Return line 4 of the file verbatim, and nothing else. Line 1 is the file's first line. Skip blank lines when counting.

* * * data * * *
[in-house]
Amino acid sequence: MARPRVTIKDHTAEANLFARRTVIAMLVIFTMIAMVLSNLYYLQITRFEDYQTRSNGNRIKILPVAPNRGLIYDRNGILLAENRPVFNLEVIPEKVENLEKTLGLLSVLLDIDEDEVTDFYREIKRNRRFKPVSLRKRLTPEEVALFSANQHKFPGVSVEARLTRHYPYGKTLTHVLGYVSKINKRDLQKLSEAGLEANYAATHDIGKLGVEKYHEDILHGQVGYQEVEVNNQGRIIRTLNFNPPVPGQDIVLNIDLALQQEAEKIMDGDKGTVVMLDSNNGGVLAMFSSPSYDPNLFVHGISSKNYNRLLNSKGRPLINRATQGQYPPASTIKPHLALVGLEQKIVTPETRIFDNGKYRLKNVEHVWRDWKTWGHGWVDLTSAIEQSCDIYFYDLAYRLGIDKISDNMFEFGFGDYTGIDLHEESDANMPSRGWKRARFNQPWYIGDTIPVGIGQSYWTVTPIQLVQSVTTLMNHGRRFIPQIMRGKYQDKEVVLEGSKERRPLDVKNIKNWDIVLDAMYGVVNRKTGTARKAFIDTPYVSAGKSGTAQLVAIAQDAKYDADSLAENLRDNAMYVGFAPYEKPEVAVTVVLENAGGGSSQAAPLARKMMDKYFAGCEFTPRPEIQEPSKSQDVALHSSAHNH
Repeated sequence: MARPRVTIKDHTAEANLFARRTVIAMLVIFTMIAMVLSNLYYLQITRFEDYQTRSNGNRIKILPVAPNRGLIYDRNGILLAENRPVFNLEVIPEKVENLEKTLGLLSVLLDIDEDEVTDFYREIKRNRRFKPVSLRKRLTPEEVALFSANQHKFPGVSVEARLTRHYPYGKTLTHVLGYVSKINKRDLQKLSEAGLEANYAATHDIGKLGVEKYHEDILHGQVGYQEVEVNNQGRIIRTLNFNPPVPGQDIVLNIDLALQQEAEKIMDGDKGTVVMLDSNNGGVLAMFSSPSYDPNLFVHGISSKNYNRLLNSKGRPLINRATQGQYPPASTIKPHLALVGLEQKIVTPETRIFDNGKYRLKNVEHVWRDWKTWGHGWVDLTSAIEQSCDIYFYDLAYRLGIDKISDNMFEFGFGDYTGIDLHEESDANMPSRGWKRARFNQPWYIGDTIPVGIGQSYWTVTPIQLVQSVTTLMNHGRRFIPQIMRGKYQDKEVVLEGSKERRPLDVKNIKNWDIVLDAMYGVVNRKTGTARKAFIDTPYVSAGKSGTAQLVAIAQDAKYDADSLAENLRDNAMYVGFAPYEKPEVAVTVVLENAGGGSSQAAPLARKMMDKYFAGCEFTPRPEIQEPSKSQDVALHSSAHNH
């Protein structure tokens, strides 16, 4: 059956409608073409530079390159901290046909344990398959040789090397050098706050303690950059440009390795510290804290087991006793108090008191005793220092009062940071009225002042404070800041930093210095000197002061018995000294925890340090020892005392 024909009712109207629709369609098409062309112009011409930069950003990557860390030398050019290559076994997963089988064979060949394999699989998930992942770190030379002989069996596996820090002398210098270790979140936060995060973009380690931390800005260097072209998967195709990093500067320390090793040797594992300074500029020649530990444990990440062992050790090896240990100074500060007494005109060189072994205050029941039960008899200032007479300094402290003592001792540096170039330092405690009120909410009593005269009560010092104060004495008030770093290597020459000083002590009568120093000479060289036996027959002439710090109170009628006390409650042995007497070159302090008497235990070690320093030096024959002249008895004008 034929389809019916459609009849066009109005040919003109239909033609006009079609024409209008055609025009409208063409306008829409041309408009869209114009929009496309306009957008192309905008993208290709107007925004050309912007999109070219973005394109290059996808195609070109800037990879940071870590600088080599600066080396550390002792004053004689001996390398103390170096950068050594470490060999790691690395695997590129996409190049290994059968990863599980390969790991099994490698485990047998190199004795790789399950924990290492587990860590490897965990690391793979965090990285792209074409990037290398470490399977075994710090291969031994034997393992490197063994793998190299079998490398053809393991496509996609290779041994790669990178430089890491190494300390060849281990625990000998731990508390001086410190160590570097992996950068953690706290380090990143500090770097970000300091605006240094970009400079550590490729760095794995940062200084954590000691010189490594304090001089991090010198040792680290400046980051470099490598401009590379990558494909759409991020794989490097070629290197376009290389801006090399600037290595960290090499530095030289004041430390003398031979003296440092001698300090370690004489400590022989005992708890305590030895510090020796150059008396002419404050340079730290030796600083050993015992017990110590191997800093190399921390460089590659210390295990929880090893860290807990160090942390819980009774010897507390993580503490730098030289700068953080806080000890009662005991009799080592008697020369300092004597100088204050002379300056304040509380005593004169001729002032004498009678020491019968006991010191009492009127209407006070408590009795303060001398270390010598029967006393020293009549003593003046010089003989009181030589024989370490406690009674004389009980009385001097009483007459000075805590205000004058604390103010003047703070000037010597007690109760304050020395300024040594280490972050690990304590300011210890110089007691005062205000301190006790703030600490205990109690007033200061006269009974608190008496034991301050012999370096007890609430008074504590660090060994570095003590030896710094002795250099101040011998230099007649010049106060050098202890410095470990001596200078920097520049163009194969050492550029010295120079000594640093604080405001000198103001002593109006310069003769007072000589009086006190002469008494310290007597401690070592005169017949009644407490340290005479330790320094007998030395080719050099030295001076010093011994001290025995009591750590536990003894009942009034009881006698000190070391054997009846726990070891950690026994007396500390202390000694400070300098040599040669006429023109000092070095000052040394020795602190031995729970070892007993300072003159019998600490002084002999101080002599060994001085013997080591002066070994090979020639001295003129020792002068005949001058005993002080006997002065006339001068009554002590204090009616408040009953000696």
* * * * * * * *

């Protein structure tokens, strides 16, 4: 059956409608073409530079390159901290046909344990398959040789090397050098706050303690950059440009390795510290804290087991006793108090008191005793220092009062940071009225002042404070800041930093210095000197002061018995000294925890340090020892005392 024909009712109207629709369609098409062309112009011409930069950003990557860390030398050019290559076994997963089988064979060949394999699989998930992942770190030379002989069996596996820090002398210098270790979140936060995060973009380690931390800005260097072209998967195709990093500067320390090793040797594992300074500029020649530990444990990440062992050790090896240990100074500060007494005109060189072994205050029941039960008899200032007479300094402290003592001792540096170039330092405690009120909410009593005269009560010092104060004495008030770093290597020459000083002590009568120093000479060289036996027959002439710090109170009628006390409650042995007497070159302090008497235990070690320093030096024959002249008895004008 034929389809019916459609009849066009109005040919003109239909033609006009079609024409209008055609025009409208063409306008829409041309408009869209114009929009496309306009957008192309905008993208290709107007925004050309912007999109070219973005394109290059996808195609070109800037990879940071870590600088080599600066080396550390002792004053004689001996390398103390170096950068050594470490060999790691690395695997590129996409190049290994059968990863599980390969790991099994490698485990047998190199004795790789399950924990290492587990860590490897965990690391793979965090990285792209074409990037290398470490399977075994710090291969031994034997393992490197063994793998190299079998490398053809393991496509996609290779041994790669990178430089890491190494300390060849281990625990000998731990508390001086410190160590570097992996950068953690706290380090990143500090770097970000300091605006240094970009400079550590490729760095794995940062200084954590000691010189490594304090001089991090010198040792680290400046980051470099490598401009590379990558494909759409991020794989490097070629290197376009290389801006090399600037290595960290090499530095030289004041430390003398031979003296440092001698300090370690004489400590022989005992708890305590030895510090020796150059008396002419404050340079730290030796600083050993015992017990110590191997800093190399921390460089590659210390295990929880090893860290807990160090942390819980009774010897507390993580503490730098030289700068953080806080000890009662005991009799080592008697020369300092004597100088204050002379300056304040509380005593004169001729002032004498009678020491019968006991010191009492009127209407006070408590009795303060001398270390010598029967006393020293009549003593003046010089003989009181030589024989370490406690009674004389009980009385001097009483007459000075805590205000004058604390103010003047703070000037010597007690109760304050020395300024040594280490972050690990304590300011210890110089007691005062205000301190006790703030600490205990109690007033200061006269009974608190008496034991301050012999370096007890609430008074504590660090060994570095003590030896710094002795250099101040011998230099007649010049106060050098202890410095470990001596200078920097520049163009194969050492550029010295120079000594640093604080405001000198103001002593109006310069003769007072000589009086006190002469008494310290007597401690070592005169017949009644407490340290005479330790320094007998030395080719050099030295001076010093011994001290025995009591750590536990003894009942009034009881006698000190070391054997009846726990070891950690026994007396500390202390000694400070300098040599040669006429023109000092070095000052040394020795602190031995729970070892007993300072003159019998600490002084002999101080002599060994001085013997080591002066070994090979020639001295003129020792002068005949001058005993002080006997002065006339001068009554002590204090009616408040009953000696």